From the Blog

What’s causing your achy joints?

When it rains or gets cold outside, some people blame Mother Nature for the painful flare-ups they feel in sync with barometric pressure fluctuations. Other individuals notice their joint pain feels worse when they do certain things, like taking stairs, straightening their legs, or lifting groceries.

Some folks only feel weakness, instability, and stiffness early in the morning after they wake up (and before they get moving). Other patients have severe aches, sharp pain, redness, and swelling that is only temporary after they've experienced an accident or injury.

No matter the cause of your sore joints, living with even a little bit of inconvenient pain in your knees, ankles, shoulders, and other joints isn’t something you have to live with.

There are treatment options to explore when your joints have stopped doing their important job of supporting your body.


Common causes of achy joints

Most people face various limitations when they have joint pain. For some, their condition is persistent and long-term, gradually worsening, or recurring. For others, their pain is short-term and triggered by a one-off event.

In some cases, people report feeling aches only when using their joint, while others report living with a constant dull burning sensation or pain with prolonged sitting or standing.

Chronic joint discomfort can be caused due to wear-and-tear from overuse, injury, or even arthritis. Factors that can make you more susceptible to experience achy joints include your age, how many previous injuries you've had, and your general fitness (including weight and overall fitness).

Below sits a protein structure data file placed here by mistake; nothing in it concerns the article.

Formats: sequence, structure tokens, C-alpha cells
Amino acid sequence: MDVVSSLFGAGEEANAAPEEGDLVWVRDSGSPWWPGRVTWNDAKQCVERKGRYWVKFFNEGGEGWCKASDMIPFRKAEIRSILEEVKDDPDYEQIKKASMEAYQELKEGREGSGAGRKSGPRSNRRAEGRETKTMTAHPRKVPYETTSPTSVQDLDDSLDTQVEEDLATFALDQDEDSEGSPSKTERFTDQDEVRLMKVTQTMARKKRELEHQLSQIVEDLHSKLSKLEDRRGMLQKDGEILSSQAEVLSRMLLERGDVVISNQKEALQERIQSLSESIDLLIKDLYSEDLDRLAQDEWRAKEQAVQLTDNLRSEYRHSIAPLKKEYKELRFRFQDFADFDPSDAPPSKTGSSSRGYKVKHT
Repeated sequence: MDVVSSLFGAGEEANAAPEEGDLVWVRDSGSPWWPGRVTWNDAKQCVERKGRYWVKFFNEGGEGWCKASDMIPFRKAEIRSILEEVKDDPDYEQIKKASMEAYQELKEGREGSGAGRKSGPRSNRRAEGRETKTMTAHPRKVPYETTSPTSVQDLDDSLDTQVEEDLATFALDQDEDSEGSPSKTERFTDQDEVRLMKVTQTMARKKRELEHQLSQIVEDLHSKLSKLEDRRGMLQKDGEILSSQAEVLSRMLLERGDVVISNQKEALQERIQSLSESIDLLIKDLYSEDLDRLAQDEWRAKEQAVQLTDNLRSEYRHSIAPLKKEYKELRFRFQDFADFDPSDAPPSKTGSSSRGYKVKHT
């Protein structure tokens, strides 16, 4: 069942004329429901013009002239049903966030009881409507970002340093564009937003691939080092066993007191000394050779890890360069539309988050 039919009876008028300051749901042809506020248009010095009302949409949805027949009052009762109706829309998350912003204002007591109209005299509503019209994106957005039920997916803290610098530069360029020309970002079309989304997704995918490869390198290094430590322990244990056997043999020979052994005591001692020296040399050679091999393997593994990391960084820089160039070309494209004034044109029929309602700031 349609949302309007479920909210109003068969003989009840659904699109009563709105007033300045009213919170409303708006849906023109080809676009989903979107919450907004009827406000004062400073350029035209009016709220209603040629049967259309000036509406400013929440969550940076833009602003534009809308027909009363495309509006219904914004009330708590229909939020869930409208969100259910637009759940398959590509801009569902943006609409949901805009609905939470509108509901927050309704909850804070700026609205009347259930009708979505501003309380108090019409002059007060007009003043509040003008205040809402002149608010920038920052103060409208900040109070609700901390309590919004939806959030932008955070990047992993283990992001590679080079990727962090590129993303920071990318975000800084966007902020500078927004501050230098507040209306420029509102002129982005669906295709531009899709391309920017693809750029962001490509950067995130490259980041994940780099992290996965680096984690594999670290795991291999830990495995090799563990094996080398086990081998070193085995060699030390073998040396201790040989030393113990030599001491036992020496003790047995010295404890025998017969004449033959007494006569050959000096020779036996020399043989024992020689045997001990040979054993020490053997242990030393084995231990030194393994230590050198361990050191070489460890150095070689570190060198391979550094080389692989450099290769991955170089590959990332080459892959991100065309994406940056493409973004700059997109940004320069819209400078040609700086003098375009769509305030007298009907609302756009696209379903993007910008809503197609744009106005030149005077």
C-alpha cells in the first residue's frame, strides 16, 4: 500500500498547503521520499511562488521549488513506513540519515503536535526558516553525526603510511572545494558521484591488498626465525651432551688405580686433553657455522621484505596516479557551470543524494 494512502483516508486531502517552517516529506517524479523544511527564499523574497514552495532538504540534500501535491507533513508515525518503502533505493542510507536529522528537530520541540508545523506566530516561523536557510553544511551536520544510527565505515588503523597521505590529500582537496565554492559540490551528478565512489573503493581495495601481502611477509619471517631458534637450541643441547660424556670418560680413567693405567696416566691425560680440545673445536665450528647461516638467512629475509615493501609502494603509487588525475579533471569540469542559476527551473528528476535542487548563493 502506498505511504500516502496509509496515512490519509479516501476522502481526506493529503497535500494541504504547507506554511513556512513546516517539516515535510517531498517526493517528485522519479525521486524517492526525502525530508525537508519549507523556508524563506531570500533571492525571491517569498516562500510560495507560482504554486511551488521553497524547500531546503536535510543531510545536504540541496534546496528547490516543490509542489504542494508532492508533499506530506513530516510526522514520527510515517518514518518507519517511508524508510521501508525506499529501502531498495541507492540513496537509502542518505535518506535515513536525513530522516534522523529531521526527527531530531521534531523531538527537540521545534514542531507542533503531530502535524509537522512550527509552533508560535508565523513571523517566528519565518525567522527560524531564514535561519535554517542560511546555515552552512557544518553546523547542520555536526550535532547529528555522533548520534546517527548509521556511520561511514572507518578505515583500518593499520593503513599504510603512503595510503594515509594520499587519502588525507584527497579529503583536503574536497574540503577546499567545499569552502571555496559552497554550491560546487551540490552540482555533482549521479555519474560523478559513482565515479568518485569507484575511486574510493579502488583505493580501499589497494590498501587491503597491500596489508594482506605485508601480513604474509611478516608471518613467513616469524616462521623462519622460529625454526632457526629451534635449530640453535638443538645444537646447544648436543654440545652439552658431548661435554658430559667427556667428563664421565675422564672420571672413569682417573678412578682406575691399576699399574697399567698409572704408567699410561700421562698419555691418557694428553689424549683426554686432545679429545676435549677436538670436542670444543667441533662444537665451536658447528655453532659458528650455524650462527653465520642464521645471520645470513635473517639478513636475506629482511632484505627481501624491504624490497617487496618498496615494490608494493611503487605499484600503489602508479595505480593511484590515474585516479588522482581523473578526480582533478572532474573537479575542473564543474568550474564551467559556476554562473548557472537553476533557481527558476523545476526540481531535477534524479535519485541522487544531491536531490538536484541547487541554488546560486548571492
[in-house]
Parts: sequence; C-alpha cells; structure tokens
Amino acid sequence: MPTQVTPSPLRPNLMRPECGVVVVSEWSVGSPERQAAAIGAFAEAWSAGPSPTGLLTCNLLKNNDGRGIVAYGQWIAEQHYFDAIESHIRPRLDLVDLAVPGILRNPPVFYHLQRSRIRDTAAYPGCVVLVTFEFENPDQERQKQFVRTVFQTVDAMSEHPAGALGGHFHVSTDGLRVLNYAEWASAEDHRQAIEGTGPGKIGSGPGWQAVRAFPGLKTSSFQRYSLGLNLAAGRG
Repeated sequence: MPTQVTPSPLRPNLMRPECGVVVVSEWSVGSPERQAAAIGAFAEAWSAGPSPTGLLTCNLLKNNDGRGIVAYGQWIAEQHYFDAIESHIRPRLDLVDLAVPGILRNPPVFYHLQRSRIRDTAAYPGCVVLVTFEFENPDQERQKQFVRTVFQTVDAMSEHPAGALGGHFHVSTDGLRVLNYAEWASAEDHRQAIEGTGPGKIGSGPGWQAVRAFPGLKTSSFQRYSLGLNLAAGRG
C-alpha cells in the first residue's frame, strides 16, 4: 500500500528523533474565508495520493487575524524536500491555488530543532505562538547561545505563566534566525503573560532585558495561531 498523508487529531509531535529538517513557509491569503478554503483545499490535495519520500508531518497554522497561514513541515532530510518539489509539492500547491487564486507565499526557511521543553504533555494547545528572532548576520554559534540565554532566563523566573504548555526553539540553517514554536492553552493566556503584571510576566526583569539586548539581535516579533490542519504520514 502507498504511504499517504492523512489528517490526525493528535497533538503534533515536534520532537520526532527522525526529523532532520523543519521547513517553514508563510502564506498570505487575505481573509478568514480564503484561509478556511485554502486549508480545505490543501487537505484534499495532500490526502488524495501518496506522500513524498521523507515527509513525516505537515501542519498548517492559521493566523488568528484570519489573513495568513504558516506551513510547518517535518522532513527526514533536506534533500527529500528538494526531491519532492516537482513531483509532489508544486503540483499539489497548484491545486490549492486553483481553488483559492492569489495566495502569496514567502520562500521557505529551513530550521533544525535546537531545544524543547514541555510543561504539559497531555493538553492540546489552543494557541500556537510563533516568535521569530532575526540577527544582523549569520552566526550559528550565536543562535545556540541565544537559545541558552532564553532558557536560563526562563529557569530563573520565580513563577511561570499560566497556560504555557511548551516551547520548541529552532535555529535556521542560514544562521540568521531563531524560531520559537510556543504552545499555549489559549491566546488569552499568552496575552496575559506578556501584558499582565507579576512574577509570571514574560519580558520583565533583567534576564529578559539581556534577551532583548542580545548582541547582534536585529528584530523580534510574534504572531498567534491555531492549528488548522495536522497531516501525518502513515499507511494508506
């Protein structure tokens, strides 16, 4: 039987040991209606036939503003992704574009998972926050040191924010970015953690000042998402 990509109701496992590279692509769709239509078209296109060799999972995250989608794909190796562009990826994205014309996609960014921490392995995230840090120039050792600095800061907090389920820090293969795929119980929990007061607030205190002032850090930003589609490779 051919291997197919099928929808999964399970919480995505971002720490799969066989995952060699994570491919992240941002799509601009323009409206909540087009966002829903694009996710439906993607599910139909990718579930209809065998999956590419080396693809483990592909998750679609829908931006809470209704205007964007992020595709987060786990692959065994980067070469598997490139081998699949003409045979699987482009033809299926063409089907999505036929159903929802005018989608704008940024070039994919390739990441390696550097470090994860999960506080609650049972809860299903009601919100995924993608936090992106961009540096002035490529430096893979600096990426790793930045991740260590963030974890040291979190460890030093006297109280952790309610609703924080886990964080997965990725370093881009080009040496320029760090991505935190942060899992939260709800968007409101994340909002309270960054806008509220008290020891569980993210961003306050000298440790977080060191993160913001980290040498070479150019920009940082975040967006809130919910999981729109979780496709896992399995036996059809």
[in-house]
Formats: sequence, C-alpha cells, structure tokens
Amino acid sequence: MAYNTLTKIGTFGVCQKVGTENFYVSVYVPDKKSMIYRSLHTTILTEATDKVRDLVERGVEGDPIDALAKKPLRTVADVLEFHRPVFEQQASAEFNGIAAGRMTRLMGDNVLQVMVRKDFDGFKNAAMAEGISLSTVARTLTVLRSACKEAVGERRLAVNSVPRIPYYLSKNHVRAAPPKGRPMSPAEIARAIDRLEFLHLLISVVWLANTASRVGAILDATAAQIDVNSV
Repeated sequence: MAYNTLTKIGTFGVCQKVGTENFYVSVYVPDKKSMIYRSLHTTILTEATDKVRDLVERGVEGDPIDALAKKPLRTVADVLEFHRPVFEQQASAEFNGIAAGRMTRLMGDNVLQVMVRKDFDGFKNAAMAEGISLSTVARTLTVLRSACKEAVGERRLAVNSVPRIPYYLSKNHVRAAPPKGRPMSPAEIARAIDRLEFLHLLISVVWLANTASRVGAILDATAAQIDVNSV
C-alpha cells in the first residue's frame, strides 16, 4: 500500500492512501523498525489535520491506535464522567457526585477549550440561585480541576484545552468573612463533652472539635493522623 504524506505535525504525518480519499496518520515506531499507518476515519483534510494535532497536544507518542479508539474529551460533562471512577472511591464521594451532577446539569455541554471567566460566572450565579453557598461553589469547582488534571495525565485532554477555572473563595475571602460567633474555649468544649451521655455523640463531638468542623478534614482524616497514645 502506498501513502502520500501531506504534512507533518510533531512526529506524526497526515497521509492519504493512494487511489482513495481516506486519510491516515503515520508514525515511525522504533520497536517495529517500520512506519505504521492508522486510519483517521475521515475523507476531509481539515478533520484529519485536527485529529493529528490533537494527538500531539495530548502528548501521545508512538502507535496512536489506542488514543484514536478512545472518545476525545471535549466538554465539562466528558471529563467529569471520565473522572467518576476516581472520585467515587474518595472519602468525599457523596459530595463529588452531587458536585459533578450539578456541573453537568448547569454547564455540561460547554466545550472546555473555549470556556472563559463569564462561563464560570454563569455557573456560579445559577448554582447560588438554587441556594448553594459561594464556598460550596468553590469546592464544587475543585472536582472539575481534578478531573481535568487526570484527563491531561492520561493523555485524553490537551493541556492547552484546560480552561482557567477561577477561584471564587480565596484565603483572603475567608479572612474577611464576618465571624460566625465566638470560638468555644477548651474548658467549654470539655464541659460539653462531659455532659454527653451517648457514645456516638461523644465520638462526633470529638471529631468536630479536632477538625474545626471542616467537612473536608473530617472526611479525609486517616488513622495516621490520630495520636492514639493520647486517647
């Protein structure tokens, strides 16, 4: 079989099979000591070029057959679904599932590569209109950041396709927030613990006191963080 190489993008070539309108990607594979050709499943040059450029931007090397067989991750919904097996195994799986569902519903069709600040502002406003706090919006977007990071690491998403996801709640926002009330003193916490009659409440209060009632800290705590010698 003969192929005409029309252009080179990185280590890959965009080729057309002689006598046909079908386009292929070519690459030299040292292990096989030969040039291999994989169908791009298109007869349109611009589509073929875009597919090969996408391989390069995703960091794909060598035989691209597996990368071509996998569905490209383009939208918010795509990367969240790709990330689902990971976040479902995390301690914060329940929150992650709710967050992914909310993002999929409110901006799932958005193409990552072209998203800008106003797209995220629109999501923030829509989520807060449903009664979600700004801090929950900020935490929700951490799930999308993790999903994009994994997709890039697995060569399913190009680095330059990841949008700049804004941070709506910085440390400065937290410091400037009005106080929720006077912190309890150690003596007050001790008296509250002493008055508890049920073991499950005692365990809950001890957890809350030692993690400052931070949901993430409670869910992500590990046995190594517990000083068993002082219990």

Alleviating chronic joint pain

Every patient's experience with achy joints is different. Some people feel pain only when they are using their joint, but others have a constant dull burning even at rest.

Figuring out the underlying cause is the first step in determining the right mix of conservative and proactive treatment methods that will work best to help you find relief, such as:

  • lifestyle changes
  • weight loss
  • shoe inserts
  • physical therapy programs
  • gentle strength and range-of-motion exercises that won't increase your risk of further damage or injury
  • medications to reduce pain or swelling and inflammation
  • surgery
  • injections

Work with your primary care doctor to diagnose your joint problem. They will assess your condition by looking at your medical history, conducting a physical exam, and ordering diagnostic tests (including MRIs, CAT scans, biopsies, x-rays, bone scans, and arthroscopies). They can refer you to a specialist if needed as well, for possible surgical treatment.

When to get medical advice

If you have decreased range of motion, feelings of instability, or pain in your joints that hasn't gone away after three days, it's a good idea to set a time to talk with your primary care provider for an evaluation and diagnosis.

Your joint pain and aches may be a sign that you have a long-term condition—like osteoarthritis or rheumatoid arthritis. Certain kinds of arthritis require prompt treatment to preserve joint function and prevent permanent joint damage and other health problems.

Logansport Memorial Hospital’s team of experts can help you manage your joint pain. Don't wait to get back to the life you love with a customized treatment plan based on your needs and condition. 

Request an appointment online or call (574) 725-3463.

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TOPICS: Arthritis